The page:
FDA Approves First Drug for BRCA-Mutated Breast Cancer


Olaparib (Lynparza) is indicated to treat HER2-negative metastatic breast cancer with BRCA mutations.

Today, the FDA approved olaparib tablets (Lynparza) for the treatment of patients with metastatic breast cancer whose tumors have a germline genetic mutation, according to a press release.

The expanded approval makes olaparib the first PARP inhibitor indicated for breast cancer, in addition to being the first drug approved to treat patients with a BRCA mutation.

Patients may receive treatment with olaparib tablets after undergoing the genetic test BRACAnalysis CDx, according to the release.

“This class of drugs has been used to treat advanced, BRCA-mutated ovarian cancer and has now shown efficacy in treating certain types of BRCA-mutated breast cancer,” said Richard Pazdur, MD, director of the FDA Oncology Center of Excellence and acting director of the Office of Hematology and Oncology Products in the FDA’s Center for Drug Evaluation and Research. “This approval demonstrates the current paradigm of developing drugs that target the underlying genetic causes of a cancer, often across cancer types.”

Although BRCA genes are involved with repairing DNA and preventing tumors, mutations can increase the risk of certain cancers. Approximately 20% to 25% of patients with hereditary breast cancer and 5% to 10% of patients with any type of breast cancer have a BRCA mutation, according to the release.

Olaparib inhibits an enzyme that is involved with repairing damaged DNA. This action prevents DNA inside BRCA-mutated cancer cells from being repaired, which can stop tumor growth.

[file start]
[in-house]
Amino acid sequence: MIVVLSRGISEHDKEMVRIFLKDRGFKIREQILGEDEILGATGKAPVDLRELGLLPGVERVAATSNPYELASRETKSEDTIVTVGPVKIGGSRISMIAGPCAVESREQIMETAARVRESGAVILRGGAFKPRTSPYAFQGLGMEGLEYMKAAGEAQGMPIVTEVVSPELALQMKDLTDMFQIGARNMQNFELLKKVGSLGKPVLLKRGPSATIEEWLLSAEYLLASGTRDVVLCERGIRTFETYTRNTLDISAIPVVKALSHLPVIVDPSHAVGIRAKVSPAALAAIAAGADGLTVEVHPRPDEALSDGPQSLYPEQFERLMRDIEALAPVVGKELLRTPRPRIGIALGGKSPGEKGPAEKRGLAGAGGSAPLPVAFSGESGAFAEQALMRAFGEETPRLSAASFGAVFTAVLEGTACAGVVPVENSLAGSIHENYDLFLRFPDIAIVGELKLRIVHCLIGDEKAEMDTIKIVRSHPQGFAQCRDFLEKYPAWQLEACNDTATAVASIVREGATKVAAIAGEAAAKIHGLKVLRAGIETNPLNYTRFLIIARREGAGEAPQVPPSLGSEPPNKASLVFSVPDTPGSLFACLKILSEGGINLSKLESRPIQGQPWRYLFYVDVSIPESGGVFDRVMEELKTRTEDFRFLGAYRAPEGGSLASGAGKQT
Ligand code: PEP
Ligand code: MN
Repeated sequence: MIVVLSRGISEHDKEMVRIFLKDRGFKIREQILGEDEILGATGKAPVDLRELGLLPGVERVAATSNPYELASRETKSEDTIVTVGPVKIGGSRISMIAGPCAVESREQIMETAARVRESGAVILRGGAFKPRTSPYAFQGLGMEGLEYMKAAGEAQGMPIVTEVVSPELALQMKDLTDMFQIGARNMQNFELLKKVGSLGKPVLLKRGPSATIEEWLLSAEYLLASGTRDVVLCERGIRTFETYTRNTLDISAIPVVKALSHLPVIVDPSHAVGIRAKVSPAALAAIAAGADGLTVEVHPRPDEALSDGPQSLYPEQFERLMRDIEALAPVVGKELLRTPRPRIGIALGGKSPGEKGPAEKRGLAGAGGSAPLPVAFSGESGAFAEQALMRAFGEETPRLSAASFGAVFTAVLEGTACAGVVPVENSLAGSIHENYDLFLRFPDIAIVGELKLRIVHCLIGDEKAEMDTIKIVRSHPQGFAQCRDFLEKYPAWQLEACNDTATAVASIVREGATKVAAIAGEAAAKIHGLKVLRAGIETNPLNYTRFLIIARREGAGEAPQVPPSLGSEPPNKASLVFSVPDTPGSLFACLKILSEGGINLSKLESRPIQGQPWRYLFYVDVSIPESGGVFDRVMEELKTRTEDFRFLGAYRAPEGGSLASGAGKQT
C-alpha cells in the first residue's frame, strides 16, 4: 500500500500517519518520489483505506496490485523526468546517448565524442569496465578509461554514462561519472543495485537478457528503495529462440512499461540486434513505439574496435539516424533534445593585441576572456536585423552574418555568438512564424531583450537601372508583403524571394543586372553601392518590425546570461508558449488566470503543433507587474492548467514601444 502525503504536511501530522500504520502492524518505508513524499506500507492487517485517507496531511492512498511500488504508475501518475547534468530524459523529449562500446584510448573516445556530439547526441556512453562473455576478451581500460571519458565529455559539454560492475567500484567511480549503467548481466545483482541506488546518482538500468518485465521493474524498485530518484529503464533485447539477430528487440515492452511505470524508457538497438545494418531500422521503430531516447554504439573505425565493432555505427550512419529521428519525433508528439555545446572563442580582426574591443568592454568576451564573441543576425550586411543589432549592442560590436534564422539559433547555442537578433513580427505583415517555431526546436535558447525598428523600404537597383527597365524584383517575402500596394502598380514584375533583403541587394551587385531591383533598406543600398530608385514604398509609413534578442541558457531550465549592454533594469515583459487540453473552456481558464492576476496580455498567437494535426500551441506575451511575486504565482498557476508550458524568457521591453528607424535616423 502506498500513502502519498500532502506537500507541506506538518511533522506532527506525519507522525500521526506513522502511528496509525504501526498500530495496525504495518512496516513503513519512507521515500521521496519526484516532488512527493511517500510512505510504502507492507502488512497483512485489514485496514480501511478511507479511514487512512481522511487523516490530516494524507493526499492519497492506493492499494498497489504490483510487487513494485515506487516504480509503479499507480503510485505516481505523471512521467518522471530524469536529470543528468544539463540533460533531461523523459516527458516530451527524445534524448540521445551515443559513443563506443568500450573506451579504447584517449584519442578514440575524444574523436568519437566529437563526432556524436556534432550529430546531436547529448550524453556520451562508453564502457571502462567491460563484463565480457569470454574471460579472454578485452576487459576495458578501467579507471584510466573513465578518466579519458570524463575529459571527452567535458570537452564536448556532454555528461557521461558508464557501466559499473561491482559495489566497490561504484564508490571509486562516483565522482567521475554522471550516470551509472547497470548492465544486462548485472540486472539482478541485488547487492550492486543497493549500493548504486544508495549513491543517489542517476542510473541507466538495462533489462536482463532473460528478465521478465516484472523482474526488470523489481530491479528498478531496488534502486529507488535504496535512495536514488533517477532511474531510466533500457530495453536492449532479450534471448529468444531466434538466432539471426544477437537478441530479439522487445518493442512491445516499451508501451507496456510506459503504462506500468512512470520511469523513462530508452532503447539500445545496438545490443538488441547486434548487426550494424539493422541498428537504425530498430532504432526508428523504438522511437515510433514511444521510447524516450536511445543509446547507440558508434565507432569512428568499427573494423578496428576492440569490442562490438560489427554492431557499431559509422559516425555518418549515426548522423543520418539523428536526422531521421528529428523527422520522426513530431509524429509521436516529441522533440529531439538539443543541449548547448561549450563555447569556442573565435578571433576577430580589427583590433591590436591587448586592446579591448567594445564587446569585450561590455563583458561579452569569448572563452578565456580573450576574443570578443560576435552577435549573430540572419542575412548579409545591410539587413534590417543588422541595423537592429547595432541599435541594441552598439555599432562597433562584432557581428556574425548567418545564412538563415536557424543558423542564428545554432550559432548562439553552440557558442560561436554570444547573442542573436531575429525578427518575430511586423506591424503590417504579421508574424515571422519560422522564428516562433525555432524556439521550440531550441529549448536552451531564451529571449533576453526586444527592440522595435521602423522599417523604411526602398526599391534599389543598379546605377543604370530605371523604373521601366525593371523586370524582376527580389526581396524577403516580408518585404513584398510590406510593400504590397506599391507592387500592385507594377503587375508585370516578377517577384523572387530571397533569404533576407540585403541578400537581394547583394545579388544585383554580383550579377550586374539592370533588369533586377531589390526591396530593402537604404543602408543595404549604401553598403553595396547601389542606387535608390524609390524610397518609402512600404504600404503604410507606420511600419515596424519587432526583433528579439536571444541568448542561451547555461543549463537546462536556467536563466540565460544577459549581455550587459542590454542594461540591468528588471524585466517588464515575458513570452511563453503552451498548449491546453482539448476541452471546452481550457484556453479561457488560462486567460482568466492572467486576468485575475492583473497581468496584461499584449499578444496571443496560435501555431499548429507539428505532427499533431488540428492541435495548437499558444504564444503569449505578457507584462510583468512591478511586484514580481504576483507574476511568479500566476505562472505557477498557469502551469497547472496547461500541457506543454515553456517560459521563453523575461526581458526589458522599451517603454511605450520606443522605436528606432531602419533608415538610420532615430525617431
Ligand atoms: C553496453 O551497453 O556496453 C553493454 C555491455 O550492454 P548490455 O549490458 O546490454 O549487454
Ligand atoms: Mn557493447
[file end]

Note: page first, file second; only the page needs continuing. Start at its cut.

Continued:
“This new approval for LYNPARZA makes it the first and only PARP inhibitor approved in metastatic breast cancer, and the only PARP inhibitor approved outside of ovarian cancer," said Dave Fredrickson, executive vice president, head of the oncology business unit, AstraZeneca. "This is significant for breast cancer patients, as the identification of BRCA status, in addition to hormone receptor and HER2 status, becomes a potentially critical step in the management of their disease.”

Olaparib was first approved in 2014 for ovarian cancer and has now received approval to treat patients with germline BRCA-mutated, human epidermal growth factor receptor 2 (HER2)-negative metastatic breast cancer who were previously administered chemotherapy, according to the FDA.

The FDA also expanded the approval of the BRACAnalaysis CDx as a companion diagnostic for these patients.

The safety and efficacy of the treatment were evaluated in a randomized clinical trial that included 302 patients with HER2-negative BRCA-mutated metastatic breast cancer.

The researchers found that the median progression-free survival for patients treated with olaparib was 7 months compared with only 4.2 months for patients treated with chemotherapy, according to the release.

The FDA reported that common side effects of olaparib include anemia, neutropenia, leukopenia, nausea, fatigue, vomiting, nasopharyngitis, respiratory tract infection, influenza, diarrhea, arthralgia/myalgia, dysgeusia, headache, dyspepsia, decreased appetite, constipation, and stomatitis.

Serious side effects of the drug include development of myelodysplastic syndrome or acute myeloid leukemia and pneumonitis.

The FDA previously granted olaparib with priority review for this designation.

“This additional approval for LYNPARZA, based on the compelling data from the OlympiAD trial, represents an important advance for women with germline BRCA-mutated HER2-negative metastatic breast cancer, which is a difficult-to-treat cancer. Moreover, this approval adds further impetus to our important collaboration with AstraZeneca in developing cancer therapies," said Roy Baynes, MD, PhD, senior vice president and head of global clinical development, chief medical officer, Merck Research Laboratories.

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